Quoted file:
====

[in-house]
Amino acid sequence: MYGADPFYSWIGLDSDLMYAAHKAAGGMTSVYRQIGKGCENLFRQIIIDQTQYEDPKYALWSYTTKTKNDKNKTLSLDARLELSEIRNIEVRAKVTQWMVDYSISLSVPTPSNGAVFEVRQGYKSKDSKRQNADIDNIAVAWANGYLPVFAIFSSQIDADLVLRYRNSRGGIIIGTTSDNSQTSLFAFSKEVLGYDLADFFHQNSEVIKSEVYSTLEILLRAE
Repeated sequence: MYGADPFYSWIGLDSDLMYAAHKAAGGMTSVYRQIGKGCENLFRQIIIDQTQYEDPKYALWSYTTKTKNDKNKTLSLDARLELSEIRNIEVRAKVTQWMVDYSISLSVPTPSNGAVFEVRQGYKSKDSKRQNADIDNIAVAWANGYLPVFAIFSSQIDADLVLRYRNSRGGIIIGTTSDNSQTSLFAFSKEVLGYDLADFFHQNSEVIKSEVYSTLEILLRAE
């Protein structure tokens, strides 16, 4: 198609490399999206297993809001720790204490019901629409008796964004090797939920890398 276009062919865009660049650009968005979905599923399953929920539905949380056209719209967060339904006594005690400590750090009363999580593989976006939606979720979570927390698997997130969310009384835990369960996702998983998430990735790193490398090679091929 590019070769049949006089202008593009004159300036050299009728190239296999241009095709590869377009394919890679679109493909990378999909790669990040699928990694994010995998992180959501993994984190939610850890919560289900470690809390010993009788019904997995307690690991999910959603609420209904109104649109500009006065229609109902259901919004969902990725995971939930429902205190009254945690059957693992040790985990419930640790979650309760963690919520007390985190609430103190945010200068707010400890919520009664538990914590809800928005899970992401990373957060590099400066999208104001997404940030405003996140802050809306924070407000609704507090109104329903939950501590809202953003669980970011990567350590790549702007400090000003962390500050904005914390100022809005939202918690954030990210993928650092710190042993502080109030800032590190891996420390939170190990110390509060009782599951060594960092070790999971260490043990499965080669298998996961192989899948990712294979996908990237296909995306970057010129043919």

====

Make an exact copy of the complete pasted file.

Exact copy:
[in-house]
Amino acid sequence: MYGADPFYSWIGLDSDLMYAAHKAAGGMTSVYRQIGKGCENLFRQIIIDQTQYEDPKYALWSYTTKTKNDKNKTLSLDARLELSEIRNIEVRAKVTQWMVDYSISLSVPTPSNGAVFEVRQGYKSKDSKRQNADIDNIAVAWANGYLPVFAIFSSQIDADLVLRYRNSRGGIIIGTTSDNSQTSLFAFSKEVLGYDLADFFHQNSEVIKSEVYSTLEILLRAE
Repeated sequence: MYGADPFYSWIGLDSDLMYAAHKAAGGMTSVYRQIGKGCENLFRQIIIDQTQYEDPKYALWSYTTKTKNDKNKTLSLDARLELSEIRNIEVRAKVTQWMVDYSISLSVPTPSNGAVFEVRQGYKSKDSKRQNADIDNIAVAWANGYLPVFAIFSSQIDADLVLRYRNSRGGIIIGTTSDNSQTSLFAFSKEVLGYDLADFFHQNSEVIKSEVYSTLEILLRAE
């Protein structure tokens, strides 16, 4: 198609490399999206297993809001720790204490019901629409008796964004090797939920890398 276009062919865009660049650009968005979905599923399953929920539905949380056209719209967060339904006594005690400590750090009363999580593989976006939606979720979570927390698997997130969310009384835990369960996702998983998430990735790193490398090679091929 590019070769049949006089202008593009004159300036050299009728190239296999241009095709590869377009394919890679679109493909990378999909790669990040699928990694994010995998992180959501993994984190939610850890919560289900470690809390010993009788019904997995307690690991999910959603609420209904109104649109500009006065229609109902259901919004969902990725995971939930429902205190009254945690059957693992040790985990419930640790979650309760963690919520007390985190609430103190945010200068707010400890919520009664538990914590809800928005899970992401990373957060590099400066999208104001997404940030405003996140802050809306924070407000609704507090109104329903939950501590809202953003669980970011990567350590790549702007400090000003962390500050904005914390100022809005939202918690954030990210993928650092710190042993502080109030800032590190891996420390939170190990110390509060009782599951060594960092070790999971260490043990499965080669298998996961192989899948990712294979996908990237296909995306970057010129043919």